Waterway

Broken and Boosey Creeks

Friday 19 February, 2010
Folllowing the release of a number of concerns at the environmental condition of the Broken and Boosey Creek system, the Goulburn Broken Catchment Management Authority would like to clarify some misconceptions currently circulating about the state of the creek system.

Folllowing the release of a number of concerns at the environmental condition of the Broken and Boosey Creek system, the Goulburn Broken Catchment Management Authority would like to clarify some misconceptions currently circulating about the state of the creek system.

The largest of these is regarding the flow in the creek and why the Goulburn Broken Catchment Management Authority isn't putting any water down it.

Firstly, the upper Broken Creek is fed from the Broken River system, and the Victorian Government has no environmental water entitlements in the Broken River system to use in the Broken Creek system.

The only water entering the creek is to supply domestic and stock water and some irrigation between Casey's Weir and Waggarandall Weir. Some of this water spills below Waggarandall Weir and keeps part of the Broken Creek wet.

Wayne Tennant, Manager Strategic River Health at the GBCMA said that the current lack of flow being experienced in the Broken Creek is a direct reflection of drought conditions existing in the catchment. "The drier conditions of the past decade have dramatically reduced local catchment runoff. It has also reduced Broken River water allocations to extremely low levels, reducing the water spills over Waggarandall Weir" Mr Tennant said.

Lack of catchment runoff has also affected the Boosey Creek, as it has many unregulated streams in the Murray Darling Basin.

However, the summer cease-to-flow conditions experienced in the Boosey Creek are not unexpected and were agreed to as part of the process for developing the Tungamah Pipeline. Goulburn-Murray Water worked closely with a local Reference Committee and with the Tungamah Water Services Committee to develop the project.

The Boosey Creek, from head waters to Katamatite, as a result of the implementation of the Tungamah pipeline system now experiences a more "natural flow regime". In the past a significant length of the Boosey Creek had been used to assist in delivering stock and domestic water to landholders in the area. This service is now delivered by a far more efficient piped system saving water.

The Authority commissed a study into the Ecological Impacts of the pipeline. The findings from this project will be incorporated into future management decisions for the streams in this area together with knowledge gained from other monitoring projects.

The Goulburn Broken Catchment Management Authority also established a Scientific Panel in 2007 to determine environmental watering requirements for the upper Broken Creek system. The panel recommended the return to a more natural flow regime, recognising the reduction of some permanent water values being replaced by increases in different stream values (particularly box trees).

Furthermore there have been statements that the CMA has done little to safeguard the stream environment. "The Goulburn Broken Regional River Health Strategy has recognised the Broken Creek as a priority area and significant invesstment has been allocated to a range of projects", said Mr Tennant.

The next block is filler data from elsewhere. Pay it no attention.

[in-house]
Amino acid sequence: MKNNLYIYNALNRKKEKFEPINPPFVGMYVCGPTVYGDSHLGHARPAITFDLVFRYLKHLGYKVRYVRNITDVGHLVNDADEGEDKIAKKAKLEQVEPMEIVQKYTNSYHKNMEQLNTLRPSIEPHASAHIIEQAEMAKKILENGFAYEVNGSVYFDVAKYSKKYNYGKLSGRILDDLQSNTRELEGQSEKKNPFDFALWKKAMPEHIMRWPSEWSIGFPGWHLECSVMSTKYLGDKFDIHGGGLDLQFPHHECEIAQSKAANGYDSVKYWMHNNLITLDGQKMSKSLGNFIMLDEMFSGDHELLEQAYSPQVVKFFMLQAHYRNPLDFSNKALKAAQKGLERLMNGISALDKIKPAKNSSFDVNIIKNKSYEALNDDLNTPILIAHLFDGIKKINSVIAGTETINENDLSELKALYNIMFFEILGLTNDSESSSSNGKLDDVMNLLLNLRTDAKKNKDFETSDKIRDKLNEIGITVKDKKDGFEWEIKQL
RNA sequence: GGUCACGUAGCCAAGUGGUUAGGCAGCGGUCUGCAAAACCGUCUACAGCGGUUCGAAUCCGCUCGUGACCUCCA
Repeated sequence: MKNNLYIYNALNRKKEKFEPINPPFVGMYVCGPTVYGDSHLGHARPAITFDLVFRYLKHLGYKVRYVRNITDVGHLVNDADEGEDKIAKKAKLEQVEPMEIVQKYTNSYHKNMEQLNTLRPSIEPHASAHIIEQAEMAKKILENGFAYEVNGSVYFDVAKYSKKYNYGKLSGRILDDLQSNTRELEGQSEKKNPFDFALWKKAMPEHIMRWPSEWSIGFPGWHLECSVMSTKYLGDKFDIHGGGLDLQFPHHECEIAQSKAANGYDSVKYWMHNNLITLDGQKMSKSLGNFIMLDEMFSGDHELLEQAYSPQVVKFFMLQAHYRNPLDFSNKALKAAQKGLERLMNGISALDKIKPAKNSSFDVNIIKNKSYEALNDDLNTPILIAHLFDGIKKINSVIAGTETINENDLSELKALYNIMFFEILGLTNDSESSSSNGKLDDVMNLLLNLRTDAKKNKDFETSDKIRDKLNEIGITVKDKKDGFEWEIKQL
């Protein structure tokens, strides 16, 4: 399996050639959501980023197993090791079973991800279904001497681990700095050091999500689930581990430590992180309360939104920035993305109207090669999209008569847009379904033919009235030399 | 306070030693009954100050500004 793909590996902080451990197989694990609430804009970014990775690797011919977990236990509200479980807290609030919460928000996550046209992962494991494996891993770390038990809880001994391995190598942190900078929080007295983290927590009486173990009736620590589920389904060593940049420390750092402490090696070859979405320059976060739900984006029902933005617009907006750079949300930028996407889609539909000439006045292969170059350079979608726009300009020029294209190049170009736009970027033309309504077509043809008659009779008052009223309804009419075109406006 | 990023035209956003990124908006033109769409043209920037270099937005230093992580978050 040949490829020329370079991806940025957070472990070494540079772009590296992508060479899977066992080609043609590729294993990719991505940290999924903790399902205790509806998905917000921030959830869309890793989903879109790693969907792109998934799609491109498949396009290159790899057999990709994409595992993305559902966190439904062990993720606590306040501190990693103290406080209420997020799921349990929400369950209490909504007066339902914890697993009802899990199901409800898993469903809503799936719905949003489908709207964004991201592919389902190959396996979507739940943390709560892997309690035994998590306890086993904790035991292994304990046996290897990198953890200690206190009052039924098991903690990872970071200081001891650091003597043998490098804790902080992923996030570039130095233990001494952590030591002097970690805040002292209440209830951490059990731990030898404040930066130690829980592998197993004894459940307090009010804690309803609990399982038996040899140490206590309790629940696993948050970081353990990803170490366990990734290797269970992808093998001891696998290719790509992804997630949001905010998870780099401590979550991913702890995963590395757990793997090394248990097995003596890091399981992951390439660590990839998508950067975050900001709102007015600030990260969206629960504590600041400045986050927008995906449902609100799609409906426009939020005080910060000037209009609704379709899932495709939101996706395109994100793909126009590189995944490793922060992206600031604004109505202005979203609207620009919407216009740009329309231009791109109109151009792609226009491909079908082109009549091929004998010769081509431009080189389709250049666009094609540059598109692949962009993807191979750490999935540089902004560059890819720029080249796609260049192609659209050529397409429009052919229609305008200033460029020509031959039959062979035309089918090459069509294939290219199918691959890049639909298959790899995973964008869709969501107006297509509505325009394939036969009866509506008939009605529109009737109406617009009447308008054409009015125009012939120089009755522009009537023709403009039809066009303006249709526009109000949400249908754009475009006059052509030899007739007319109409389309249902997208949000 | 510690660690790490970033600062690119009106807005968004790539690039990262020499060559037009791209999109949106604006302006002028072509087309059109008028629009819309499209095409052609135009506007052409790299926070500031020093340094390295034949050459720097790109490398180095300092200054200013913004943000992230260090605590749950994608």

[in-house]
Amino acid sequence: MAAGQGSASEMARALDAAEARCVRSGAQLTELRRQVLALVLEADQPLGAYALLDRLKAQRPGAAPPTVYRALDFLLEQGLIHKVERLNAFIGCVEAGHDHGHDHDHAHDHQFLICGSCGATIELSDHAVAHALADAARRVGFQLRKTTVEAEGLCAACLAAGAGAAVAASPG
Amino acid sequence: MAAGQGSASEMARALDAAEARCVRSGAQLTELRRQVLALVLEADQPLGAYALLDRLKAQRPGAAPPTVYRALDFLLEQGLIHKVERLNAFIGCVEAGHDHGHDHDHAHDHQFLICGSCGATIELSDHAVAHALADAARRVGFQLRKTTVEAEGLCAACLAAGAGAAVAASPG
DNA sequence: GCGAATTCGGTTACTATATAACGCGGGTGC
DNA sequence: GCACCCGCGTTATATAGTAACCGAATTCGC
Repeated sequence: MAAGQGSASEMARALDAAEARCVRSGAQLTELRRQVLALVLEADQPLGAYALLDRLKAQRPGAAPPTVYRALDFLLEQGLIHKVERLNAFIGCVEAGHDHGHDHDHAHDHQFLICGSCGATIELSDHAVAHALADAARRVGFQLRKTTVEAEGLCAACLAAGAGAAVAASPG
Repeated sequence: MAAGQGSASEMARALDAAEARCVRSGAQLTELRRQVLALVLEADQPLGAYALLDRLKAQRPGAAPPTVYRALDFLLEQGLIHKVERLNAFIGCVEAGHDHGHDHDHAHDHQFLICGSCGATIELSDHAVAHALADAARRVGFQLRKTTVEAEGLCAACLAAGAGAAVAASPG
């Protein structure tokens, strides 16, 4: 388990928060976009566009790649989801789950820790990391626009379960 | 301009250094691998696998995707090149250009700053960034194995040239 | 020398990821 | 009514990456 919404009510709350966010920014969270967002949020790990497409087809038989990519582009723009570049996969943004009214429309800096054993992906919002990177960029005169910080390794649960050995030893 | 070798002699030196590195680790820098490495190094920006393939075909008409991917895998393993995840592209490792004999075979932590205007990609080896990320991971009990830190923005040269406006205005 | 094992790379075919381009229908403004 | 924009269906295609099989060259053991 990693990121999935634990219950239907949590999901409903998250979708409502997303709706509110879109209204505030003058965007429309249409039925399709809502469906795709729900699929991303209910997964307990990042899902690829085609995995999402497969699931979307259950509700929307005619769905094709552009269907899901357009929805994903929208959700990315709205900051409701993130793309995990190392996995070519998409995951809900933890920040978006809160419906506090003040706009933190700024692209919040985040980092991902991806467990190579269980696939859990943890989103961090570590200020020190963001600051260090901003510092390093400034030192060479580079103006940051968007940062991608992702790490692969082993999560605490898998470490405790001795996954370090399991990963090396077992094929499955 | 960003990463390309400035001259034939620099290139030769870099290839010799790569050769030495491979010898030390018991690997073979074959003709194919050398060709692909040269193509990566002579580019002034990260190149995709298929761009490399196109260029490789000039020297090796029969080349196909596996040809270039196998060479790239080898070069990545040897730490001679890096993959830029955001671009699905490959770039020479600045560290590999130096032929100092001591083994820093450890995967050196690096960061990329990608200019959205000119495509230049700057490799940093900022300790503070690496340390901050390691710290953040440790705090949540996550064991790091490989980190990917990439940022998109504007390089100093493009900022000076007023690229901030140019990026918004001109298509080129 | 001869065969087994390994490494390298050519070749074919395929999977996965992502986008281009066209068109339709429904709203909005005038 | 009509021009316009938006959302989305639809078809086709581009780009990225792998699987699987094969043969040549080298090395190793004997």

Over the past five years the Authority with the support of partner agencies and the community has undertaken many projects to protect water quality and river health in the area. Some of these actions included: installation of 64 offstream watering points, 122 kms of fencing along priority waterways, 26kms opened to fish migration, 161 hectares of weeds managed, excavation of habitat pools, installation of 400 nesting boxes for terrestrial species protection, support to the Broken Boosey Conservation Managemnt Network, fox control programs and watering of off channel wetlands.

Another point of clarification the CMA would like to address is the lack of concern at the build up of small trees in the bed of the Boosey Creek and its potential to cause flooding.

The CMA is aware of the opportunistic establishment of River Red Gum seedlings both in the Boosey Creek and many other streams across the region as a result of cease to flow conditions. As flows have decreased and ceased across multiple seasons the damp streambeds leave perfect conditions for River Red Gum establishment. Under wetter conditions experienced in the past, either naturally or via regulation these seedlings would have been drowned out and died. We are now seeing streambeds that have dried out for a numbers of years allowing River Red Gums to establish beyond a metre in height, making them less likely to be drowned out when flows return. This is a natural occurrence across hundreds of kilometres of stream within the region, and beyond.

This vegetation response was predicted as part of the ecological flow project to assess the impact of the Tungamah pipeline. We would expect channel constriction, vegetation encroachment in stream, vegetation community shift (eg. reduction in constant inundation specialists, such as Phragmite species, to those tolerant of a wetting/drying regime) and potential scour pool establishment. However, this vegetation will be monitored and action may be taken under certain circumstances, in the coming years.

Release Ends

Marli Kelly on 0409 410 178